I Don’t Speak Korean for Business



I have been doing (almost) planned posts for this blog. But, I also miss the days where I share you bits and pieces of my thoughts of my learning process.

Indonesians call it: “curhat (: pouring out/telling someone things that you have been keeping in your heart)”

So yes, I speak beginner-intermediate Korean. No I’m not THAT fluent. Yes, I can converse with my friends. I can read, write, speak, and understand Korean. I know a lot of expressions. I have been learning on my own *autodidact* so I imitate and pick up sentences here and there, but, I am super lacking in the grammar side of the language. That said, no, I can’t use it for business purposes. As you are reading this blog, you might figure that I am still learning.

OK, maybe not to this extent


Here are some background stories of this curhat: The nature of my work requires us (the employees, or at least those in my team) to be bilinguals/polyglots, we support clients from all over the world. However, we only support a number of the official languages.

I met this super kind and nice sunbae (ㅋㅋㅋㅋ 언니 읽고있죠)

Just imagine that my sunbae IS Jun Ji-Hyun ㅎㅎㅎㅎ

and started practicing my Korean with her everyday = people thought I speak fluent Korean. One day I was assigned to a special task to help in Korean *which wasn’t, and still is not, one of the officially supported languages*.  And for some reason, the whole team thought that we do support Korean and that every Korean related works/issues should ALL be directed to me. This has been the source of stress and 부담 at work.


Ummm… na ah. I did not (and have not) signed up for this.


OTL 금지


Here goes the frustration of a non-native Korean  who is expected to understand everything. Whenever my colleagues asked me to help them for Korean clients/related issues. It always feel like I am caught in the middle. They know I can speak Korean. But I also know my capacity/the limit of my ability. Like literally, everything. Imagine that you just know how to swim, and you are able to swim laps. But, people just throw you to join an open water swimming competition.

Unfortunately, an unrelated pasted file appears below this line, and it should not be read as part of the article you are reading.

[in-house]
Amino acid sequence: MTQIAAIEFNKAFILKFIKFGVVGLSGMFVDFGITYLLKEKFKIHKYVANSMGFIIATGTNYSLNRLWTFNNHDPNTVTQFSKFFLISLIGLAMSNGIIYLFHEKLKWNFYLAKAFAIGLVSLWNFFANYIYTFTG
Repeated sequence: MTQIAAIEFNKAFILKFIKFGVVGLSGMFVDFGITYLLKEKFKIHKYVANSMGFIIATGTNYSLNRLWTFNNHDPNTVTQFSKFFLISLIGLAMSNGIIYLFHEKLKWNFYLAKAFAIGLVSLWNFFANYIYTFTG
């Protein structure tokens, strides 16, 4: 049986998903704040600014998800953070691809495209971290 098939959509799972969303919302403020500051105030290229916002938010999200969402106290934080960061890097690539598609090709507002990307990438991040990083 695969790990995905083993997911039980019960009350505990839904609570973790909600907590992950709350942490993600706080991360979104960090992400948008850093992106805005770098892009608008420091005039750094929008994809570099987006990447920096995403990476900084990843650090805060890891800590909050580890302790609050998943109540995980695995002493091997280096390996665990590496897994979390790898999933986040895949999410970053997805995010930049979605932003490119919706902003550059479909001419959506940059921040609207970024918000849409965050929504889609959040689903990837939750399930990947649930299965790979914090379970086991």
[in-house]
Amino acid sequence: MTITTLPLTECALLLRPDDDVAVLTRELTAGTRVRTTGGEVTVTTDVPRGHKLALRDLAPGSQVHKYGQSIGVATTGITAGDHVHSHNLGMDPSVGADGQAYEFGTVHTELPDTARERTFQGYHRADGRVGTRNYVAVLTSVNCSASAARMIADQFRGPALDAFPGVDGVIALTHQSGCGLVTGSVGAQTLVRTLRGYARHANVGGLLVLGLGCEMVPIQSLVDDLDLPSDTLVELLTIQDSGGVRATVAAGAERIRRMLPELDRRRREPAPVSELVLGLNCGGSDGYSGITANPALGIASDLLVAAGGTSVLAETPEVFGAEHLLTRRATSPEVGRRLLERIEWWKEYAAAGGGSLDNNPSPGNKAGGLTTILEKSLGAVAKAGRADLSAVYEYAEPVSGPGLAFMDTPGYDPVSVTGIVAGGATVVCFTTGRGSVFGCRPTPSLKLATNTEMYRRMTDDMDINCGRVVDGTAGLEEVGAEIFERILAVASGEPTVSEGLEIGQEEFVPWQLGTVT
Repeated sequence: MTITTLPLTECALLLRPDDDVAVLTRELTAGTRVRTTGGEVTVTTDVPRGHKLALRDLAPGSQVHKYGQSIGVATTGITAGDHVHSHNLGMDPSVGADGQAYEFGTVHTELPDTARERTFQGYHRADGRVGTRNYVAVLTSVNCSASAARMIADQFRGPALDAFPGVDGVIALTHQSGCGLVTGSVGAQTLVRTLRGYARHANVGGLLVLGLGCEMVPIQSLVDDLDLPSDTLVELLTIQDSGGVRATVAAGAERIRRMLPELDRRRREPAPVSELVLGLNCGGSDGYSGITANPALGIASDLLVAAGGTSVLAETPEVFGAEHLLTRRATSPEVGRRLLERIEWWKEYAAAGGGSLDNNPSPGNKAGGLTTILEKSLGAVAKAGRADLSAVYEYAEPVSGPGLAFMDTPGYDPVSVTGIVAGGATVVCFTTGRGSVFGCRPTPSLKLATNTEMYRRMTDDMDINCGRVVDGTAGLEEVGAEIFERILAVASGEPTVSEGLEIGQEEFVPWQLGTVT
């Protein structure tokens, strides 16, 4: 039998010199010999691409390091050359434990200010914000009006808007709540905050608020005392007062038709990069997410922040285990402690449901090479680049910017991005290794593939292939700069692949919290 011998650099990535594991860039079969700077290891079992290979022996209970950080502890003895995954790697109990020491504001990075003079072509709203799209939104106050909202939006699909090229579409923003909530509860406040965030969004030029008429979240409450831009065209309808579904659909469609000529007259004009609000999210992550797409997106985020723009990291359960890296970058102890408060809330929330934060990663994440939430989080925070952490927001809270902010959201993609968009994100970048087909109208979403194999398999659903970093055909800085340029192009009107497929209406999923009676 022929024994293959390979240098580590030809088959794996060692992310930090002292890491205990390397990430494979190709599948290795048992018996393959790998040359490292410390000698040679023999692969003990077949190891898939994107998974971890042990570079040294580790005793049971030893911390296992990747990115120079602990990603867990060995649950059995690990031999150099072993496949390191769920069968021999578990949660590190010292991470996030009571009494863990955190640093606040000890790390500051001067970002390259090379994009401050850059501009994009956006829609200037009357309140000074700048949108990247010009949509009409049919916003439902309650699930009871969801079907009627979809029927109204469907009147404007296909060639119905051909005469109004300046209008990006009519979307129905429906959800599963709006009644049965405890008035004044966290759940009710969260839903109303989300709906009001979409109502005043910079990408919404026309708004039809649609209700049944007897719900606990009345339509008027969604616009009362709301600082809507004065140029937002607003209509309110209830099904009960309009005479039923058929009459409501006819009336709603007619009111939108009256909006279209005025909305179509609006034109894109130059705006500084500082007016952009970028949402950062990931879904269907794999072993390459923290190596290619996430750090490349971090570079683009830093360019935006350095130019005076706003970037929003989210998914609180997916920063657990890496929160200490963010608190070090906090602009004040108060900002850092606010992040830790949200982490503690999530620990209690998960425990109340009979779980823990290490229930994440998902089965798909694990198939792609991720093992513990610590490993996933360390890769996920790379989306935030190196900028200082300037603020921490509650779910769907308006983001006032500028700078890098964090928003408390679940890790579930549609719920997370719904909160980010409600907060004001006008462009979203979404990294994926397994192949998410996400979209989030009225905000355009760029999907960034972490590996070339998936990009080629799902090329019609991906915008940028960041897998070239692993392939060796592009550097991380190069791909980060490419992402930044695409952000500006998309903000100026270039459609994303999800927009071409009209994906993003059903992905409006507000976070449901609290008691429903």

So I’m faced with two roads:

The road that allows me to feel embarrassed that apparently I am not THAT good vs. The road that will whip my ass off so I could level up.

I think, I decided the second option (but still feeling a bit defeated *my human ego being crushed*).

I came to an understanding that despite of being able to understand some percentage of the language, learning languages – or learning anything really – should all come to this:




Only if you have humility, you will accept the fact that you are not good enough yet. The uncomfortable feeling of discontentment of where you are now (in terms of level/skills/ability) will sip in. And with humility, you’ll find the courage to seek ways to be better.

Accepting that you are not able to place yourself on the higher level than you are right now is also a form of humility. Knowing where you are lacking, to be able to focus on working on it/fixing and adding whatever necessary.

Unless you know yourself – and your capacity, other people will not be able to understand and will only assume that you are THAT good.

dream big


Coming back to my curhat, I know that I’m still not capable to handle Korean language for business. It is way too different, in terms of grammar-terms/vocabs , with the everyday Korean with say my unnies/friends. It honestly hurt my pride a little bit.

I signed up for a Korean class in Langara College Continuing studies. Since it’s a formal class form, all the other classmates have that thing that I’m lacking: 문법/grammar. It honestly hurt my pride a little bit well.


I know I have other qualities that my classmates do not have and by learning together, it will be fine. I will just believe that I have the potential to master this language. Even to the Korean for business/politics/reading news, etc. One day.


If you Korean/Intermediate Korean speaker. Here’s how you could help your friends dying to learn the language *if you care enough to do this, of course*:

Never. Ever. Be silent about the mistakes they make. Let them know which parts/words that need to be fixed and how. Don’t assume that they are good enough. “Oh, you’re good enough for a foreigner” will never help them get anywhere far enough to where they would like to be.



Let’s keep on learning.


Here’s a song for all of you dream-chasers out there:


Until then,





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